Respectfully disagree, though we most certainly have different definitions. To me journalism does not only encompass the professional journalists but all kinds of random people who feel the need to film something and post it in Twitter with 2 lines of descriptive text. In that regard, and even before Twitter was a thing, internet always found a way to report things to the population. So IMO even if most outlets go out of business, the world would barely notice.

> Most "news" is basically just filler

That we fully agree on.

> Many internet sites do die all the time. New ones spring up all the time...

And this is absolutely fine. Indicates a relatively healthy system.

> ...but it seems to be the good ones that actually die and the garbage that continues to accrue

Agreed as well, but IMO what we are starting to observe -- news sites getting more and more annoying and/or using more and more obnoxious tracking in the hopes of cashing out through selling of personal data -- is the self-correction of the system at work. Namely natural selection. I have zero sympathy for people who feel the need to use shady practices to survive; maybe their business is not that valuable and they refuse to see it. That's normal, everybody will fight for the sweet dollars -- plus the humans at large resist change in general -- but none of us should care if it's hard for them to survive as a business or not.

As an additional point, I don't think that most people should be paid to write at all. As you pointed out, most writings are garbage anyway.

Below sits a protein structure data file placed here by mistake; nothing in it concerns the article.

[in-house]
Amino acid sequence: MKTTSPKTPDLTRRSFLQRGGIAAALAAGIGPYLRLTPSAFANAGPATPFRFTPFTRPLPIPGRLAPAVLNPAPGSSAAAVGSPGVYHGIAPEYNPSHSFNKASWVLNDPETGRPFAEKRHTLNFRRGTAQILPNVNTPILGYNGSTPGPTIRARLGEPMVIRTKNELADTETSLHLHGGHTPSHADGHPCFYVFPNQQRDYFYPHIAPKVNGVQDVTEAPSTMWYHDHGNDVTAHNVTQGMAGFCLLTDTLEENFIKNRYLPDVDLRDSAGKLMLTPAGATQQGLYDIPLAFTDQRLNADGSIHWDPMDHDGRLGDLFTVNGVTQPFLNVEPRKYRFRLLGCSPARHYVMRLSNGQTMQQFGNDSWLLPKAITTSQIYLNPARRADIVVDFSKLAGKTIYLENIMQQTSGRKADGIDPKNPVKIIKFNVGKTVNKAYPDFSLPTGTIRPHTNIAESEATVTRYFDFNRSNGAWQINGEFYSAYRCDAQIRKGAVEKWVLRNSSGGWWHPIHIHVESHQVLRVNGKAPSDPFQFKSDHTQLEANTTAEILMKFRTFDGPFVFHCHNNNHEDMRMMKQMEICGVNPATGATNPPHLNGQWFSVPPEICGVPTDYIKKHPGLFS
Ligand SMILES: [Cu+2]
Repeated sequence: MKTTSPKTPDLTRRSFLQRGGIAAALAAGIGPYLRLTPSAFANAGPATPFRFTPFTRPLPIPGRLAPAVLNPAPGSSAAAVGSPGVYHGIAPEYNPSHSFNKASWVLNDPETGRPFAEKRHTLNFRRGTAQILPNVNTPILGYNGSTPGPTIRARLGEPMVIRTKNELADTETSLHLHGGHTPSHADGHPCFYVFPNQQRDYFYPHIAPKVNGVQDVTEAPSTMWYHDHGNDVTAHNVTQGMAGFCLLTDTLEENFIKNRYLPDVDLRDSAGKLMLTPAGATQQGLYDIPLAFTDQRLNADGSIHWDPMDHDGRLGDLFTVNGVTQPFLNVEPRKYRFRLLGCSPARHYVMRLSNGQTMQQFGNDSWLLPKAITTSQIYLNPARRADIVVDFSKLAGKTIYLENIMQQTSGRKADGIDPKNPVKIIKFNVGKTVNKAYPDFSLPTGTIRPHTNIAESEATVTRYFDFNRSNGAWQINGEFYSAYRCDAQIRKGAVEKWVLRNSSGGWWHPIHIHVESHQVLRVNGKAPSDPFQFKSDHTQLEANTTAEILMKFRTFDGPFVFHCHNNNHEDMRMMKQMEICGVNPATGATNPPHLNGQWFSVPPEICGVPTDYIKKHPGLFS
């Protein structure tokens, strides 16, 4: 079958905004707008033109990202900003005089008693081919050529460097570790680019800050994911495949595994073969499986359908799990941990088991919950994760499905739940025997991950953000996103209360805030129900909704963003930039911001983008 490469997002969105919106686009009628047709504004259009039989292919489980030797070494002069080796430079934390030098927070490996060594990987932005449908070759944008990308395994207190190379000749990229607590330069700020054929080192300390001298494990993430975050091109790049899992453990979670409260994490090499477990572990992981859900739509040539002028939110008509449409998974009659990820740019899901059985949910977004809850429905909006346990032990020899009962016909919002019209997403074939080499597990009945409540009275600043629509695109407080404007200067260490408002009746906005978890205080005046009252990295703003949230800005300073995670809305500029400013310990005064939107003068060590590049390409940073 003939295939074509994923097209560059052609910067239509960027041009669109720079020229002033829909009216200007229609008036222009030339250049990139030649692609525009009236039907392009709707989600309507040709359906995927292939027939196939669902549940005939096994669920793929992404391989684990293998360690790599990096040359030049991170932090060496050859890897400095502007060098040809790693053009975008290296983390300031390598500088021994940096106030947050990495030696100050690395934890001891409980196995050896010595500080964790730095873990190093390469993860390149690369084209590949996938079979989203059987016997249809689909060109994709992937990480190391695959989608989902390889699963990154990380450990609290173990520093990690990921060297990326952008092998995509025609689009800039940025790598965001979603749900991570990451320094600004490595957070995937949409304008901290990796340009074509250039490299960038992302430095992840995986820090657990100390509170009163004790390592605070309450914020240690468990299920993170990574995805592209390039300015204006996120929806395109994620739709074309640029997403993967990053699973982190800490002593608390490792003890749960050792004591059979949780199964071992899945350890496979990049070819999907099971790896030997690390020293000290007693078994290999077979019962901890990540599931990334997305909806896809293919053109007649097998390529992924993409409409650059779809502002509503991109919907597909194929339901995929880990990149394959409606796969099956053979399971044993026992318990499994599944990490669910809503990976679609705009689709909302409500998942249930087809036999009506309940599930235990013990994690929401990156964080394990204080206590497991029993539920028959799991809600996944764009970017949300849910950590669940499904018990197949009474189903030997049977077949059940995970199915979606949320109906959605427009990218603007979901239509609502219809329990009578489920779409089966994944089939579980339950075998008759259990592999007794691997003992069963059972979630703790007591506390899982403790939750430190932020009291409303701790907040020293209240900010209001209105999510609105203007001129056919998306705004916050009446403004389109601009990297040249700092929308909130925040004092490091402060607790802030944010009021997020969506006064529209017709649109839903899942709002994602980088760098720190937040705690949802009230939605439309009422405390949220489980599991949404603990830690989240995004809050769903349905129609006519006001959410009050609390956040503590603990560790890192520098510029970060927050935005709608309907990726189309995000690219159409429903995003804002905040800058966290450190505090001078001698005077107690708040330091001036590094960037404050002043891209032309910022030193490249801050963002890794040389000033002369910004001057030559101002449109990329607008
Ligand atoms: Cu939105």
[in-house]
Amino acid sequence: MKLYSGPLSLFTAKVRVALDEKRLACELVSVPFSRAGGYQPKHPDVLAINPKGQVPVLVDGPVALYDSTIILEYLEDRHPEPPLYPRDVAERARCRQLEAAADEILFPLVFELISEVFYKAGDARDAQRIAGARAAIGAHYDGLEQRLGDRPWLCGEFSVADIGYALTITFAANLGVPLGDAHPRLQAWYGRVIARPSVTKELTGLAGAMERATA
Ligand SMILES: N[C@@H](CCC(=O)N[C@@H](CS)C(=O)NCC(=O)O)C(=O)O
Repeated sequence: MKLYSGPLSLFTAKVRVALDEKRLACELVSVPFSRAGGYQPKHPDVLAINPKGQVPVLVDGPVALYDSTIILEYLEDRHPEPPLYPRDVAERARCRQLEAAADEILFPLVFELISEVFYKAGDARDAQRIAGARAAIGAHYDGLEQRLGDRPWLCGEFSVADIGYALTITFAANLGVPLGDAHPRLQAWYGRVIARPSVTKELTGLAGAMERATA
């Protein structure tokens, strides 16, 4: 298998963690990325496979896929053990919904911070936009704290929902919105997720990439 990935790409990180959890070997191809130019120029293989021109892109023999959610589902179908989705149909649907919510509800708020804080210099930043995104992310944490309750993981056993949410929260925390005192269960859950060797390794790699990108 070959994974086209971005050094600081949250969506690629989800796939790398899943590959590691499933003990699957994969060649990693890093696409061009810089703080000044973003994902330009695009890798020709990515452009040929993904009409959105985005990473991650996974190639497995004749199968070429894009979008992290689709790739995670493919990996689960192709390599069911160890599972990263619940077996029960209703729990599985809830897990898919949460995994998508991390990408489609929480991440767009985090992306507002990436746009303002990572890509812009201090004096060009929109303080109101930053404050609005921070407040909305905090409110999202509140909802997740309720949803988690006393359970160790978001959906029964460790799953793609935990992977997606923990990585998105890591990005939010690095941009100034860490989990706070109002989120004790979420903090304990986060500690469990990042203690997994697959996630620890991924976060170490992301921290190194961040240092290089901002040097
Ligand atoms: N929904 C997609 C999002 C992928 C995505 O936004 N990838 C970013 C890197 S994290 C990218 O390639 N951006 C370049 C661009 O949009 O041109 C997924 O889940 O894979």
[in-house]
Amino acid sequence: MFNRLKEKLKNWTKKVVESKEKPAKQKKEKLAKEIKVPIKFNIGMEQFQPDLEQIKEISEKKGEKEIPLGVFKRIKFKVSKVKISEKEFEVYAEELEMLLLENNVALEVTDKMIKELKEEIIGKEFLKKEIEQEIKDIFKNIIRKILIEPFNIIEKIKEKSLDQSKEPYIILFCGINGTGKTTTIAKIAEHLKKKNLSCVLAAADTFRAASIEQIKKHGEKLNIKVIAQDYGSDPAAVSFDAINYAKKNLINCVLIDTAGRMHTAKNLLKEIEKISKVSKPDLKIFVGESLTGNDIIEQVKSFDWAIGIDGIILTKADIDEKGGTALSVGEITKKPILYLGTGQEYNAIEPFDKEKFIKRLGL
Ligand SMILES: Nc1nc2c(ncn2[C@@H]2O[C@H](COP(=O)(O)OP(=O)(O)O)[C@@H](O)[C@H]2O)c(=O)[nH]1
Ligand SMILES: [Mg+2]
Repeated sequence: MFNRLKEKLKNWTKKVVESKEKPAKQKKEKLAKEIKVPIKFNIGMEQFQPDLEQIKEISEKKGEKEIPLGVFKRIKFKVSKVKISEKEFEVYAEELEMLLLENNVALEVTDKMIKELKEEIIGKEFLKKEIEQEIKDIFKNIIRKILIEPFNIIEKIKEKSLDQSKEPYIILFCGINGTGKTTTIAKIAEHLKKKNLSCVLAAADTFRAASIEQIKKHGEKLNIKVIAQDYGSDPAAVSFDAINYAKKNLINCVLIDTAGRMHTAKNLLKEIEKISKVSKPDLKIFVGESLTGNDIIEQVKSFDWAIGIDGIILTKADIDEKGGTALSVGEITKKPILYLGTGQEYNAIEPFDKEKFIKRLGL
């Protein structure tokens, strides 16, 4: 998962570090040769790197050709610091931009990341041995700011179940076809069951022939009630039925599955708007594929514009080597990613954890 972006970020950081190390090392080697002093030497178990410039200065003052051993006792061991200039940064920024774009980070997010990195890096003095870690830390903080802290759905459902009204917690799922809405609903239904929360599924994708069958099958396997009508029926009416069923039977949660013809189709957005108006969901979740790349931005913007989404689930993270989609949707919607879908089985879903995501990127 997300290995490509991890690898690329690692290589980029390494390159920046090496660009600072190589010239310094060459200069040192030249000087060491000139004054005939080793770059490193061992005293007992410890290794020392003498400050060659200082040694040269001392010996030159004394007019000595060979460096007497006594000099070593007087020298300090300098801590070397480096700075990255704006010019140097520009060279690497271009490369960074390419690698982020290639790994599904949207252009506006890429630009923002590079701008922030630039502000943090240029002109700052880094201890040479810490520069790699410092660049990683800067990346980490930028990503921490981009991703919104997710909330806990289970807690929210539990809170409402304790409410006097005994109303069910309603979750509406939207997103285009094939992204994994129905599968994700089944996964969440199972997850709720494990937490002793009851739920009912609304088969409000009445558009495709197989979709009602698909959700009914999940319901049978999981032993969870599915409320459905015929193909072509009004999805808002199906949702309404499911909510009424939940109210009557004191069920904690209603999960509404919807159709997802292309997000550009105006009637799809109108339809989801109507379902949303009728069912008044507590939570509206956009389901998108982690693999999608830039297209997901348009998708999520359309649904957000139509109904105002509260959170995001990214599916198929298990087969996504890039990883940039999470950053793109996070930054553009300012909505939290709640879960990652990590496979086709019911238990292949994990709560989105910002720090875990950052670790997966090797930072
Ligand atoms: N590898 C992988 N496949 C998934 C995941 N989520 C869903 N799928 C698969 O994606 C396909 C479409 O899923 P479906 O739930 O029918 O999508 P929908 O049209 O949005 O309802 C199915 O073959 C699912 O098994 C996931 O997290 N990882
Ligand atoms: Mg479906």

> The reason that clickbait works is because it understand human psychology. I think that says more about humans than people realize.

Absolutely. This will not change anytime soon. Maybe centuries down the road. The average human being is not very bright and that's the sad reality.


You know...I don't think we really disagree on most points. I really enjoy HN for these constructive, if lively, discussions.


An inexpensive subscription to the Economist buys you not only a significant reduction in ads but also access to tons of extra content.


Good luck if you ever decide to unsubscribe.


I unsubscribed just fine, no problems at all. Yes, they'd send a bunch of letters "please, oh please, come back", but that's it.


it forgets to mention that ublock blocks 45 requests to 36 domains on the initial load of that article.


This reminds me, have you payed your link tax yet?

https://juliareda.eu/eu-copyright-reform/extra-copyright-for...

Enjoy this crappy internet, it will only get worse.


About time that google et al get hindered on monetizing others contributions, and siphoning revenue out from the EU to the US.

Let's tax and fine those big, public-funded, privacy careless, tax dodging behemonths out of existence.

The US has been treating the EU extremely unfair.


[flagged]


The US is abusing the international trading system.

The EU is one of the affected parties, not the only one. You are right that the EU hasn't done much to avoid the current situation.

Let's hope that with these kind of initiatives we will be able to start leveling the playing field. It will take a long time, and probably harsher measures will be needed: a wide-ranging Internet protectionist law is in order to defend local business against the aggression by US companies.


The picture does not include the allow cookies bar at the top.


uBlock Origin reports svedic.org is trying to track me with Google Analytics. Isn't websites using Google Analytics part of the problem with the internet, too?


The internet still relies on unpurged cookies.